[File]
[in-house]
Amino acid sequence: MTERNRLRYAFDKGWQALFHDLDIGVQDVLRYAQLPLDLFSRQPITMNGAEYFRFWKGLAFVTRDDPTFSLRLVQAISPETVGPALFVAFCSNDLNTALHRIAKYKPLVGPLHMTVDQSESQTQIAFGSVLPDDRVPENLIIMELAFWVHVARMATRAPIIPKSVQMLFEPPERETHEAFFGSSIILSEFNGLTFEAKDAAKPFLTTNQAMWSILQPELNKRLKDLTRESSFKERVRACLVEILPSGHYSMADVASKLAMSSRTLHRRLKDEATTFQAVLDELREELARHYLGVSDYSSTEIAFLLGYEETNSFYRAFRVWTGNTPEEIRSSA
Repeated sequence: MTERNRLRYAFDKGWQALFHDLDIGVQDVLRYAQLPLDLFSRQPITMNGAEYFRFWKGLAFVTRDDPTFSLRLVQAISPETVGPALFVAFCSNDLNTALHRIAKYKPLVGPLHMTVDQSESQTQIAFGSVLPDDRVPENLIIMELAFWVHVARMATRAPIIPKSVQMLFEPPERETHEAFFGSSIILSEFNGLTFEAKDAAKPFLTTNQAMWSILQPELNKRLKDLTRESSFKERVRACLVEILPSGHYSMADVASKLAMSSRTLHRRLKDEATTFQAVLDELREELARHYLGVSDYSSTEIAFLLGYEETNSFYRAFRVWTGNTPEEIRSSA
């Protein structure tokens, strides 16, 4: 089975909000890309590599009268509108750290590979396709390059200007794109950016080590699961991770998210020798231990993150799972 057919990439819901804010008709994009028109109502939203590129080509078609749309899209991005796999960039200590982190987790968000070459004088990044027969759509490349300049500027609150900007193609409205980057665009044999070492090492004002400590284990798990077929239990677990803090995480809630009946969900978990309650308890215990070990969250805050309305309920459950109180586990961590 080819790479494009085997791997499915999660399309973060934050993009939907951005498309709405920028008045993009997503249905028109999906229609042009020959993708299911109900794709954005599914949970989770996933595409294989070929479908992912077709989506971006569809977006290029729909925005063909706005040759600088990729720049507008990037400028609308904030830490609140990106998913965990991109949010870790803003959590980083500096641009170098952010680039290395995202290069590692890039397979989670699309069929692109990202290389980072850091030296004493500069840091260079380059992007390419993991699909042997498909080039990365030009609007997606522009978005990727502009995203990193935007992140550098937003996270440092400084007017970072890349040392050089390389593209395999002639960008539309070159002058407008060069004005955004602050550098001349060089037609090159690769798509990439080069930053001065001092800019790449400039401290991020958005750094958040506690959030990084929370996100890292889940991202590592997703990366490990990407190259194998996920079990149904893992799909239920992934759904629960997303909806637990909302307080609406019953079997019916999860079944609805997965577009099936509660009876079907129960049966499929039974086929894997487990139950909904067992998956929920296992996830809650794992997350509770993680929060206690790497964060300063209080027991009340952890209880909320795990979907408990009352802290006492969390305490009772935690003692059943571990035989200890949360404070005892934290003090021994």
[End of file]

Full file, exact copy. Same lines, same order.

[in-house]
Amino acid sequence: MTERNRLRYAFDKGWQALFHDLDIGVQDVLRYAQLPLDLFSRQPITMNGAEYFRFWKGLAFVTRDDPTFSLRLVQAISPETVGPALFVAFCSNDLNTALHRIAKYKPLVGPLHMTVDQSESQTQIAFGSVLPDDRVPENLIIMELAFWVHVARMATRAPIIPKSVQMLFEPPERETHEAFFGSSIILSEFNGLTFEAKDAAKPFLTTNQAMWSILQPELNKRLKDLTRESSFKERVRACLVEILPSGHYSMADVASKLAMSSRTLHRRLKDEATTFQAVLDELREELARHYLGVSDYSSTEIAFLLGYEETNSFYRAFRVWTGNTPEEIRSSA
Repeated sequence: MTERNRLRYAFDKGWQALFHDLDIGVQDVLRYAQLPLDLFSRQPITMNGAEYFRFWKGLAFVTRDDPTFSLRLVQAISPETVGPALFVAFCSNDLNTALHRIAKYKPLVGPLHMTVDQSESQTQIAFGSVLPDDRVPENLIIMELAFWVHVARMATRAPIIPKSVQMLFEPPERETHEAFFGSSIILSEFNGLTFEAKDAAKPFLTTNQAMWSILQPELNKRLKDLTRESSFKERVRACLVEILPSGHYSMADVASKLAMSSRTLHRRLKDEATTFQAVLDELREELARHYLGVSDYSSTEIAFLLGYEETNSFYRAFRVWTGNTPEEIRSSA
């Protein structure tokens, strides 16, 4: 089975909000890309590599009268509108750290590979396709390059200007794109950016080590699961991770998210020798231990993150799972 057919990439819901804010008709994009028109109502939203590129080509078609749309899209991005796999960039200590982190987790968000070459004088990044027969759509490349300049500027609150900007193609409205980057665009044999070492090492004002400590284990798990077929239990677990803090995480809630009946969900978990309650308890215990070990969250805050309305309920459950109180586990961590 080819790479494009085997791997499915999660399309973060934050993009939907951005498309709405920028008045993009997503249905028109999906229609042009020959993708299911109900794709954005599914949970989770996933595409294989070929479908992912077709989506971006569809977006290029729909925005063909706005040759600088990729720049507008990037400028609308904030830490609140990106998913965990991109949010870790803003959590980083500096641009170098952010680039290395995202290069590692890039397979989670699309069929692109990202290389980072850091030296004493500069840091260079380059992007390419993991699909042997498909080039990365030009609007997606522009978005990727502009995203990193935007992140550098937003996270440092400084007017970072890349040392050089390389593209395999002639960008539309070159002058407008060069004005955004602050550098001349060089037609090159690769798509990439080069930053001065001092800019790449400039401290991020958005750094958040506690959030990084929370996100890292889940991202590592997703990366490990990407190259194998996920079990149904893992799909239920992934759904629960997303909806637990909302307080609406019953079997019916999860079944609805997965577009099936509660009876079907129960049966499929039974086929894997487990139950909904067992998956929920296992996830809650794992997350509770993680929060206690790497964060300063209080027991009340952890209880909320795990979907408990009352802290006492969390305490009772935690003692059943571990035989200890949360404070005892934290003090021994």